What is

Kinesiology therapy is defined as movement therapy based on exercises using a range of techniques and methods, depending on the patient and the pathology. It is also known as medical gymnastics or rehabilitation gymnastics and involves a set of programmes, techniques and principles that address the human body for prophylactic, therapeutic, rehabilitative and compensatory purposes.

How to apply?

After examining and assessing the patient from a motor and muscular point of view, the appropriate exercise programme is chosen to stimulate the patient’s muscles if his motor skills have been affected by an illness or accident. The aim of the exercises is to regain muscle strength and capacity for exertion, muscle control and balance as well as improving the connection between brain and muscles. If a muscle is irreversibly damaged, the aim is to train other muscles to take over part of the functions of the affected one. The individualisation of treatment depends on its diversity, the variety of conditions and surgical interventions, the way the body reacts to treatment. Kinesiotherapy uses movement as a therapy to restore certain functions of the body and to regulate the imbalance present in the body. Through physiotherapy, the body’s adaptive resources are stimulated through controlled and well-dosed exercise stress.
The main objectives of physiotherapy are:
-Restoring joint and muscle mobility.
-Inducing muscle relaxation is essential to improve control over body functions and to correct involuntary movements (occurring as a symptom of disease or as a result of trauma).
-Reeducation of sensitivity with physical exercises that increase reactions to stimuli.
-Correcting the posture in the chair, as well as while walking, through muscle toning exercises and realignment of body parts (arms, legs, torso, back).
-Education and re-education of coordination, control and balance by improving reflexes.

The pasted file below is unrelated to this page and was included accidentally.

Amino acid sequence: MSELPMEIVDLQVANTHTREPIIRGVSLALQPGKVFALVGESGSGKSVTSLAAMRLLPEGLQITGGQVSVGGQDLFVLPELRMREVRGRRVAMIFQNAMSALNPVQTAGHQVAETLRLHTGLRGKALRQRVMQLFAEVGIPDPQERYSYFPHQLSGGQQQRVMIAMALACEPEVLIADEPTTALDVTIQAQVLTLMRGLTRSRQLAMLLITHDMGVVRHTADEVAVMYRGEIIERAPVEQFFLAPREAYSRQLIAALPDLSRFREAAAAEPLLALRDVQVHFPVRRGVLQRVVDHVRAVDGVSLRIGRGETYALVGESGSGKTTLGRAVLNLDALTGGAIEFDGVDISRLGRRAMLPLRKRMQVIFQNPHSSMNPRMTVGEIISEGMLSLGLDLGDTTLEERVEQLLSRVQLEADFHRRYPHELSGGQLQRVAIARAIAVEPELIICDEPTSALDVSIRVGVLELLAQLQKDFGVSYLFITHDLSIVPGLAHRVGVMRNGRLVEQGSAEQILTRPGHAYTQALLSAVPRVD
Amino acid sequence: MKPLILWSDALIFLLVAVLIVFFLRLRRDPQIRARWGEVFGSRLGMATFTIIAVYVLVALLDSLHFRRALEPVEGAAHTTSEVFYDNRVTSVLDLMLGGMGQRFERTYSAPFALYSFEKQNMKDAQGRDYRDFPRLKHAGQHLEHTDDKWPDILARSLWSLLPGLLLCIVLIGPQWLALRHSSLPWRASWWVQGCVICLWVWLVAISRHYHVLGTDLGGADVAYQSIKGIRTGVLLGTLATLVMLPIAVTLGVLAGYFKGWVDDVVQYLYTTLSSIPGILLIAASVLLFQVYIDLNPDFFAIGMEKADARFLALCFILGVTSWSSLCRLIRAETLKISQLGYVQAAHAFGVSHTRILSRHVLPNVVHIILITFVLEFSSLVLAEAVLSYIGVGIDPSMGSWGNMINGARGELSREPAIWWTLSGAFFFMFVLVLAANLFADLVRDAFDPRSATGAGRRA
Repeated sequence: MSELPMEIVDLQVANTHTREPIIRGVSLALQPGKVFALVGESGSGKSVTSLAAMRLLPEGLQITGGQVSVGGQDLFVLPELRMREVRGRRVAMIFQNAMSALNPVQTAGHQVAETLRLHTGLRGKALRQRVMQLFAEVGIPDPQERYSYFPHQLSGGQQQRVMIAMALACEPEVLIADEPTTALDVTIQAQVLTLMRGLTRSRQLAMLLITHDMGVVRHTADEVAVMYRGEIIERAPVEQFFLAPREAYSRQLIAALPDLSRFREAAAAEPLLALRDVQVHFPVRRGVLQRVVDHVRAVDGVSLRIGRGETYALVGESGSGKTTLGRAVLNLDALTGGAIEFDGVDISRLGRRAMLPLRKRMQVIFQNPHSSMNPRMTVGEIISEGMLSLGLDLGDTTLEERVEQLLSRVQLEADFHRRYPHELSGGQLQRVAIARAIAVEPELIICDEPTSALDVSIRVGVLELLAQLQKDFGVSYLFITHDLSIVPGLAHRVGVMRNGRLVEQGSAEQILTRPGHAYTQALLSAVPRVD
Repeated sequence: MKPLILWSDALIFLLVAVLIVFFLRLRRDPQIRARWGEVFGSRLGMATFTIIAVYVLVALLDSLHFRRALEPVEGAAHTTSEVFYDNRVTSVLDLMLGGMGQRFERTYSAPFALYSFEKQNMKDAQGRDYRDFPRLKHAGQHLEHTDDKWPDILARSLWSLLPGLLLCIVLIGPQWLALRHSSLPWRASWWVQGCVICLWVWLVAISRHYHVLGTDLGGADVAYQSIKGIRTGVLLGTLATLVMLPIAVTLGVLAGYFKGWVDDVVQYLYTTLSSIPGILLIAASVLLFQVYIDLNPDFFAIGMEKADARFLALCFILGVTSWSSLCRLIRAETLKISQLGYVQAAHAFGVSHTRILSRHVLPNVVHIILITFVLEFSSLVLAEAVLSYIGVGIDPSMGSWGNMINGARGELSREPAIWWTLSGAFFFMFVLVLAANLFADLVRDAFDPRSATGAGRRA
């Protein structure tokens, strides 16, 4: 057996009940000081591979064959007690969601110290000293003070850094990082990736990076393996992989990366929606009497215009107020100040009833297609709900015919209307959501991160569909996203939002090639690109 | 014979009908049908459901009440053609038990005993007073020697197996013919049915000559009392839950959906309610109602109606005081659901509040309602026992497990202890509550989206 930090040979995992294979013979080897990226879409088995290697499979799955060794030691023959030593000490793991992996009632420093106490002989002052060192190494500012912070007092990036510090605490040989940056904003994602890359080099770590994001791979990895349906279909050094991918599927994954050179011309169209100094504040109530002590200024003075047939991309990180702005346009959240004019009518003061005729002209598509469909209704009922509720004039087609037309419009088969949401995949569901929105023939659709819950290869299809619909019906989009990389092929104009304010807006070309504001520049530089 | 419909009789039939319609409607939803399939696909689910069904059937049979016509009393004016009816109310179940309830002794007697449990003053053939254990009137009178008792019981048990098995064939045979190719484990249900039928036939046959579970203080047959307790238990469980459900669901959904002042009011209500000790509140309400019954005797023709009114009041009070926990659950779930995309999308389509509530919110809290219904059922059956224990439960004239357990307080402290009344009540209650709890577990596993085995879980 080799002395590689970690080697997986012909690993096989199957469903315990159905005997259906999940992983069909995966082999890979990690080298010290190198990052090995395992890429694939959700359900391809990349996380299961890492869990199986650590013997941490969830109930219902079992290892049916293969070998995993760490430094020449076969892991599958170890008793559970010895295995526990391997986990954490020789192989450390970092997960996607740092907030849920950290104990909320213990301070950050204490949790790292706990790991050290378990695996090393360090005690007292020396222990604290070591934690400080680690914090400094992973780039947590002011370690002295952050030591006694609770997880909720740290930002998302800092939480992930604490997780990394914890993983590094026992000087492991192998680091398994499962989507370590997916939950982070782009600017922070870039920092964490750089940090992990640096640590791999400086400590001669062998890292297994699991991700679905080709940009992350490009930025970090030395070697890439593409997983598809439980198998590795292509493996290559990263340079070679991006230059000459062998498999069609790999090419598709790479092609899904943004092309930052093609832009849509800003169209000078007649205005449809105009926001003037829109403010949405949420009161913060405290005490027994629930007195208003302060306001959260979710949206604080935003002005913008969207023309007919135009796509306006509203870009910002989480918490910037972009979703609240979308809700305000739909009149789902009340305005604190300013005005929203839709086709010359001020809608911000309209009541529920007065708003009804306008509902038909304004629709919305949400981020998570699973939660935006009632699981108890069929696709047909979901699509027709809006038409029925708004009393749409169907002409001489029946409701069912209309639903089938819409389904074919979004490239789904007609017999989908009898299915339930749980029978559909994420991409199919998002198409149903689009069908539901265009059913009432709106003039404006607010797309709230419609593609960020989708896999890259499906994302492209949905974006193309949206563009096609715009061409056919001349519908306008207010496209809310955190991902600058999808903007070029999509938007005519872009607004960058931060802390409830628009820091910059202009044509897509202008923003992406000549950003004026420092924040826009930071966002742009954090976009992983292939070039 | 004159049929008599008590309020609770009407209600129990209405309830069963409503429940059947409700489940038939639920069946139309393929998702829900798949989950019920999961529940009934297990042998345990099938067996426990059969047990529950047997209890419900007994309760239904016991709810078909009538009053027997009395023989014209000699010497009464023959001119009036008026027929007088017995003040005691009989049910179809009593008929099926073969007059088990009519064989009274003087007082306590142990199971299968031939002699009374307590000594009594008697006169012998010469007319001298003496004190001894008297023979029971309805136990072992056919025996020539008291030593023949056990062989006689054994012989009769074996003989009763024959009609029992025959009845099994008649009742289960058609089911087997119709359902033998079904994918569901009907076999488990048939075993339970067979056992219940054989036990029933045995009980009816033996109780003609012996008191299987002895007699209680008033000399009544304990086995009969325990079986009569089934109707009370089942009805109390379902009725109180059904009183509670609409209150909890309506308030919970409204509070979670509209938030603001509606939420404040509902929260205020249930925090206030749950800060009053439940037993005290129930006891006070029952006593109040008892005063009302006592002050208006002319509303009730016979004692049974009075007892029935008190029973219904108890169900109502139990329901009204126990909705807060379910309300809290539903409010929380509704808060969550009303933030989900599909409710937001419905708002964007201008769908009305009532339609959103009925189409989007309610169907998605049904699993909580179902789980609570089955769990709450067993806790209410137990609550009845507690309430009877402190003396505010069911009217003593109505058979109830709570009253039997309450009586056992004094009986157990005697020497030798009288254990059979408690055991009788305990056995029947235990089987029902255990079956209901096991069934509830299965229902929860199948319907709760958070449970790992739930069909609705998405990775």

-Respiratory retraining to allow muscle relaxation.
-Improved muscular strength and endurance

What conditions does it treat?

Kinesiotherapy is successfully used to treat the following conditions:
Orthopaedic-traumatic conditions (orthopaedic operations, dislocations, sprains, scoliosis, lordosis, kyphosis, back pain, paralysis, carpal tunnel syndrome, temporomandibular problems, sports fractures, etc.) – The objective is to recover mobility and strength.
Cardiovascular and pulmonary diseases – Especially recommended before and after heart/lung surgery (e.g. coronary artery bypass) but also after heart attack, obstructive lung disease or pulmonary fibrosis. The goal is to regain cardiovascular/pulmonary capacity (the heart must pump enough blood for normal organ function and the lungs must filter enough oxygen to allow the heart and other organs to function).
Geriatric conditions (from arthritis to osteoporosis, cancer, Alzheimer’s, hip dislocations, balance recovery, urinary incontinence, etc.) are especially applicable to the elderly and kinesitherapy helps them to go through this stage of life with dignity.
Neurological conditions (Post-stroke, chronic back pain caused by nerve damage, herniated disc, multiple sclerosis, damage to parts of the brain, Parkinson’s disease and other neurodegenerative conditions, facial paralysis or spinal injury) – As often such health problems are accompanied by loss of vision, balance and muscle functionality, medical exercises will focus on these aspects to achieve independence.
Paediatric conditions (congenital, developmental, neuromuscular or as a result of disease) – Kinesiology therapy here focuses on improving motor skills and balance as well as increasing muscle functionality and endurance (in some cases, medical exercises also aid sensory or cognitive recovery).
Women’s health – Kinesiology therapy is for those with problems such as osteoporosis, pelvic pain, prenatal and postnatal period, swelling of the hands or feet, urinary incontinence.
Sports problems – For athletes, physiotherapy has several functions, being beneficial in recovery after injury or in preventing injury by educating athletes.


Kinesiotherapy helps to restore impaired function by medical rehabilitation programmes well structured and individualised.
Reduces or eliminates pain and inflammation
Restores joint amplitude in all angles of movement
Regain necessary muscle strength
Improves mobility
Increases muscle mass
Helps neuromuscular rehabilitation
It plays a role in regaining balance
Increases endurance
Corrects posture and body alignment
Improves muscle tone
Recovers strength of damaged muscles and maintains strength of unaffected muscles
Helps recovery after a stroke or heart attack
Helps recovery from arthritis or osteoporosis
Treats nutritional deficiencies
Treats nervous disorders
Improves learning skills
Very effective in respiratory retraining
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